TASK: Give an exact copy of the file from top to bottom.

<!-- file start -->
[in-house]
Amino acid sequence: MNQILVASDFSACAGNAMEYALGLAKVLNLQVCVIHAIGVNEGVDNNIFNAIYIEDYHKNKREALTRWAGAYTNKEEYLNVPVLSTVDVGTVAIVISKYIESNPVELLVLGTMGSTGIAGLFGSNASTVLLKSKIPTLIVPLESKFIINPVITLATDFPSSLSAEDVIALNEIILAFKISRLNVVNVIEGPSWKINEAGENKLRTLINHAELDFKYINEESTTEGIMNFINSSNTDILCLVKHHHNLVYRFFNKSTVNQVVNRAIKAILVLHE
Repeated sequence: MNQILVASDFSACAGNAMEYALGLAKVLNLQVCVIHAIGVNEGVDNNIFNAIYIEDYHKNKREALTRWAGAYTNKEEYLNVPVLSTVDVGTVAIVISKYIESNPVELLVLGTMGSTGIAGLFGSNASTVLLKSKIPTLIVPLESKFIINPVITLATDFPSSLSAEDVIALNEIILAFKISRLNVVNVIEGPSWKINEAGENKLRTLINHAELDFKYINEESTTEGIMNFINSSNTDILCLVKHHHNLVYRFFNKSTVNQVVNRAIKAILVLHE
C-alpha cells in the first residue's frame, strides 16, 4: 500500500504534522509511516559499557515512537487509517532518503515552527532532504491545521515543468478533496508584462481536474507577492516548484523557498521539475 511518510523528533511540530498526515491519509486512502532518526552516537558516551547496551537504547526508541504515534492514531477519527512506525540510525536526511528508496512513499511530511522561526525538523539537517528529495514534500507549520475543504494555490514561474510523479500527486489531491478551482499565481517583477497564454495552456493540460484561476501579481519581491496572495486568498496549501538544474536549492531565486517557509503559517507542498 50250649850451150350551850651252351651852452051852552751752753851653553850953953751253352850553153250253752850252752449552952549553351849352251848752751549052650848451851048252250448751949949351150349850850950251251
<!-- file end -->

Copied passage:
[in-house]
Amino acid sequence: MNQILVASDFSACAGNAMEYALGLAKVLNLQVCVIHAIGVNEGVDNNIFNAIYIEDYHKNKREALTRWAGAYTNKEEYLNVPVLSTVDVGTVAIVISKYIESNPVELLVLGTMGSTGIAGLFGSNASTVLLKSKIPTLIVPLESKFIINPVITLATDFPSSLSAEDVIALNEIILAFKISRLNVVNVIEGPSWKINEAGENKLRTLINHAELDFKYINEESTTEGIMNFINSSNTDILCLVKHHHNLVYRFFNKSTVNQVVNRAIKAILVLHE
Repeated sequence: MNQILVASDFSACAGNAMEYALGLAKVLNLQVCVIHAIGVNEGVDNNIFNAIYIEDYHKNKREALTRWAGAYTNKEEYLNVPVLSTVDVGTVAIVISKYIESNPVELLVLGTMGSTGIAGLFGSNASTVLLKSKIPTLIVPLESKFIINPVITLATDFPSSLSAEDVIALNEIILAFKISRLNVVNVIEGPSWKINEAGENKLRTLINHAELDFKYINEESTTEGIMNFINSSNTDILCLVKHHHNLVYRFFNKSTVNQVVNRAIKAILVLHE
C-alpha cells in the first residue's frame, strides 16, 4: 500500500504534522509511516559499557515512537487509517532518503515552527532532504491545521515543468478533496508584462481536474507577492516548484523557498521539475 511518510523528533511540530498526515491519509486512502532518526552516537558516551547496551537504547526508541504515534492514531477519527512506525540510525536526511528508496512513499511530511522561526525538523539537517528529495514534500507549520475543504494555490514561474510523479500527486489531491478551482499565481517583477497564454495552456493540460484561476501579481519581491496572495486568498496549501538544474536549492531565486517557509503559517507542498 50250649850451150350551850651252351651852452051852552751752753851653553850953953751253352850553153250253752850252752449552952549553351849352251848752751549052650848451851048252250448751949949351150349850850950251251